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Consider the marriage proposals in

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Introduction

Consider the marriage proposals in "Pride and Prejudice" and what we learned about the characters and the early 19th Century society in which they lived in. During "Pride and Prejudice" there are six examples of marriage proposals to consider. Throughout this essay I am going to be commenting on the proposals between Mr Darcy and Lizzie the first time, Mr Collins and Lizzie, Mr Collins and Charlotte as well as Mr Bingley and Jane, Wickham and Lydia and the second proposal of Mr Darcy to Lizzie. Whilst looking at these proposals I will also be analysing the aspects of Love, Money, the relative status and class and the views of others, which might have influence within these proposals. The first proposal I am going to analyse is Mr Darcy to Lizzie. Mr Darcy proposed to Lizzie in Kent at Mr Collins and Charlotte's house when Lizzie was visiting them for a few weeks and Mr Darcy was staying with Lady Catherine De Bourgh, his aunt. Mr Darcy and Lizzie were first acquainted with one another at Netherfield's, which is the neighbouring estate to Longbourne, Lizzie's family house. They met at a ball, which was held by the new lodger Mr Bingley at Netherfield's, and Mr Darcy was there as a friend of Mr Bingley's who hosting the ball for his new arrival to the village. Lizzie and Darcy didn't get on at first as Lizzie thought he was arrogant and unsociable. But Mr Darcy's dislike for Lizzie gradually grew to love for her. It seems that the continuation of this dislike was all a cover for his real feelings as he did not want to love or marry a woman who was beneath him in every state, money and status and especially the views of others would of discouraged him to act upon his feelings for Lizzie as he was thought of as much more superior to Lizzie and her family and at that time it was thought of as wrong or unheard of to marry someone beneath you. ...read more.

Middle

Charlotte accepted without any hesitation and couldn't wait to make her news known. She went to tell her best friend, Lizzie first but Lizzie didn't approve, as she knew her friend did not love him but Charlotte aired her opinions to her. "I am not romantic, you know, I never was I ask only a comfortable home; and considering Mr Collin's character, connections and situation in life, I am convinced that my chance of happiness with him is as fair as most people can boast when entering the marriage state." This quotation proves that Charlotte did not marry Mr Collins for love she married him for security. Lizzie is not satisfied with this but congratulates her still. When Mrs Bennet hears the news doesn't believe it as she still thinks Mr Collins still wants to marry Lizzie. " God Lord! Sir William, how can you tell such a story? Do you not know that Mr Collin's wants to marry Lizzie." Mrs Bennet is very upset that Mr Collin's has got engaged to Charlotte rather than Lizzie. In this proposal love doesn't play any role for either of them and status doesn't as they are of about the same class although Mr Collin's has higher society connections than Charlotte. Money doesn't influence the marriage, as there are both of about the same wealth where as the influence of others does as he is told be his patrons to find a wife. The next proposal I am going to analyse is Mr Bingley to Jane. Mr Bingley and Jane where a love match from the beginning of the book, when Mr Bingley moved into Netherfields, the neighbouring estate to Longbourne. Their love was blossoming until his best friend Mr Darcy talked Mr Bingley as he felt it was in his best interest. But Mr Bingley and Jane were united again when Mr Darcy saw the error of his ways, thanks to Lizzie Jane's sister. ...read more.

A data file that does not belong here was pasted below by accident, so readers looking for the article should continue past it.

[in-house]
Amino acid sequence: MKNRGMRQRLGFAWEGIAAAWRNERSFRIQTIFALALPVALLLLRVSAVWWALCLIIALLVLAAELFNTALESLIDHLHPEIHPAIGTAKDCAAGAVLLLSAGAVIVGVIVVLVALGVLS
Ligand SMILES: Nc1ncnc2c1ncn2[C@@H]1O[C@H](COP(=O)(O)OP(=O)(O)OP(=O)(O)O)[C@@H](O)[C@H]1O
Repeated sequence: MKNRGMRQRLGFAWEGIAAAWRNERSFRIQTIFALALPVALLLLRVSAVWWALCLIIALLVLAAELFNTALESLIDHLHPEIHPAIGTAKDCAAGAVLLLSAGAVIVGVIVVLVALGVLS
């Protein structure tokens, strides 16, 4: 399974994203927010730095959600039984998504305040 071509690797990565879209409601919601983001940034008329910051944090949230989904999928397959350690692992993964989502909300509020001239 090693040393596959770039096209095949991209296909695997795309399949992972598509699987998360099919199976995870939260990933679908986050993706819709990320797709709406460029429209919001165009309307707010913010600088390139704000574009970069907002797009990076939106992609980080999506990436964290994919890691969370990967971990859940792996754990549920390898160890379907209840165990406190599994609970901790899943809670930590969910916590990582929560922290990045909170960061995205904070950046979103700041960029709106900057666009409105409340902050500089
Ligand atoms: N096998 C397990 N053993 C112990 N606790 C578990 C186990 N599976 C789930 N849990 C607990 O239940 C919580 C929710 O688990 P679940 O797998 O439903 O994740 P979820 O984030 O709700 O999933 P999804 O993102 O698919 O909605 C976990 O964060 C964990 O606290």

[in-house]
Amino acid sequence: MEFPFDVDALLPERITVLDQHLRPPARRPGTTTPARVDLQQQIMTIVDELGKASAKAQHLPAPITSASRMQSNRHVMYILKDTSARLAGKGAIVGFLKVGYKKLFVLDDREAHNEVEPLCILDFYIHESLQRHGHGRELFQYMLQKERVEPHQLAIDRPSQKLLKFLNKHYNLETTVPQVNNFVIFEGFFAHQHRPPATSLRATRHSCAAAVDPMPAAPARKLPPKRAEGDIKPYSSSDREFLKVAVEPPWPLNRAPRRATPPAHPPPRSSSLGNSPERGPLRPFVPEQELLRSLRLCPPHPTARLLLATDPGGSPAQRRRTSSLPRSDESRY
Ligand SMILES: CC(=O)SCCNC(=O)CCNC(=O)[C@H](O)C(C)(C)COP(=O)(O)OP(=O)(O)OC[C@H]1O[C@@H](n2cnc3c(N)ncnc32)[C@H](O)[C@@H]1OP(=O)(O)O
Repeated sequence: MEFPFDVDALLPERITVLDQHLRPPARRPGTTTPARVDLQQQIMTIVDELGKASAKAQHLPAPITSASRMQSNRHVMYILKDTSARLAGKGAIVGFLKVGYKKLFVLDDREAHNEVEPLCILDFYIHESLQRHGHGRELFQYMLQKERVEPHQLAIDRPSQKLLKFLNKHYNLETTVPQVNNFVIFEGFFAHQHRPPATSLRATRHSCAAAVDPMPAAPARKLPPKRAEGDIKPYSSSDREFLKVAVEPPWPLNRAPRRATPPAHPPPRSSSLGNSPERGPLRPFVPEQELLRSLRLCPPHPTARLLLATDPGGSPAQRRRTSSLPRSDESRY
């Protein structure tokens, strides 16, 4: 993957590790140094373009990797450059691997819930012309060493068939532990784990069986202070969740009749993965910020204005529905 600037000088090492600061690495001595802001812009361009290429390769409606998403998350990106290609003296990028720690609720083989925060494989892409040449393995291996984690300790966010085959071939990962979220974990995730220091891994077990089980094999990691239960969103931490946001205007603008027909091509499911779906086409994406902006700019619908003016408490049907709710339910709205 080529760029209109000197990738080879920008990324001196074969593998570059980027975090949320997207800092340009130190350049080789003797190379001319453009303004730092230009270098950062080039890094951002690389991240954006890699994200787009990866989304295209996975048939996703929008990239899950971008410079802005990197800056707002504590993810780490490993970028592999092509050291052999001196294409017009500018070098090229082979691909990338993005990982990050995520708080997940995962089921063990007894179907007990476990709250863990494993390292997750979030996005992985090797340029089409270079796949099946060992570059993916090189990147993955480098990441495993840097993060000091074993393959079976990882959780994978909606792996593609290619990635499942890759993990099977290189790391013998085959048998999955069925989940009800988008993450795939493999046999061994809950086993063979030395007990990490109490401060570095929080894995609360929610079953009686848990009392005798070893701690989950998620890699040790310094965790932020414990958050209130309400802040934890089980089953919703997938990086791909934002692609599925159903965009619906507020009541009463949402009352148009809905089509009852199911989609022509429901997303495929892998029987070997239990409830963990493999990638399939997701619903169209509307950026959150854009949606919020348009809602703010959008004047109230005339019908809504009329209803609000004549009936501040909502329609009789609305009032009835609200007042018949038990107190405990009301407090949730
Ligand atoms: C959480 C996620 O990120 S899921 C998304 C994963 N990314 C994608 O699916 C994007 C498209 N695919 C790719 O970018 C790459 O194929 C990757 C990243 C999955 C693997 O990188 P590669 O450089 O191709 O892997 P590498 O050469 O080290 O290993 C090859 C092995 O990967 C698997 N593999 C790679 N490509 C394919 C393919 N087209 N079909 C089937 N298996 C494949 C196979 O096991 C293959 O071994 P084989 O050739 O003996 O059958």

Conclusion

This shows how protective Mr Bennet is over Lizzie, as he only wants her to marry if she is sure it is the right thing to do. In this proposal love plays a big role as it alimented all the other aspects as they loved each other so much in the end that it didn't matter how much money they had, what status they were and they definitely didn't care what other people thought about the marriage especially as Mr Darcy was disowned by his aunt Lady Catherine De Bourgh due to his marriage to Lizzie. But Mr Bennet and the family where very pleased for Lizzie as they knew it was for love. Lizzie and Jane had a joint wedding, which made it more special for both of them. In the 19th Century marriage was thought of as a must for women and if you were over the age of 26 years old you were considered as 'on the shelf', which made it hard for woman to get married over that age. There were also many issues that a woman had to think about before they got married, whether they were in love which wasn't a major issue but it was though of as a bonus if they were. Money and status played a huge role in deciding who to marry, rich men went for women of the same class or a bit higher which made it difficult for woman of a lower class or without much wealth to marry a wealthier or higher classed man. It was thought of as unethical to marry someone beneath you in any state. The influence of others played a big role in those days as people were put under a lot of pressure to get married as soon as possible and to someone higher up the society ladder. As you can see the attitudes to marriage in the 19th Century in which these characters lived in is very different to the attitudes in which we live in today. Natalie Dent 10B2 ...read more.

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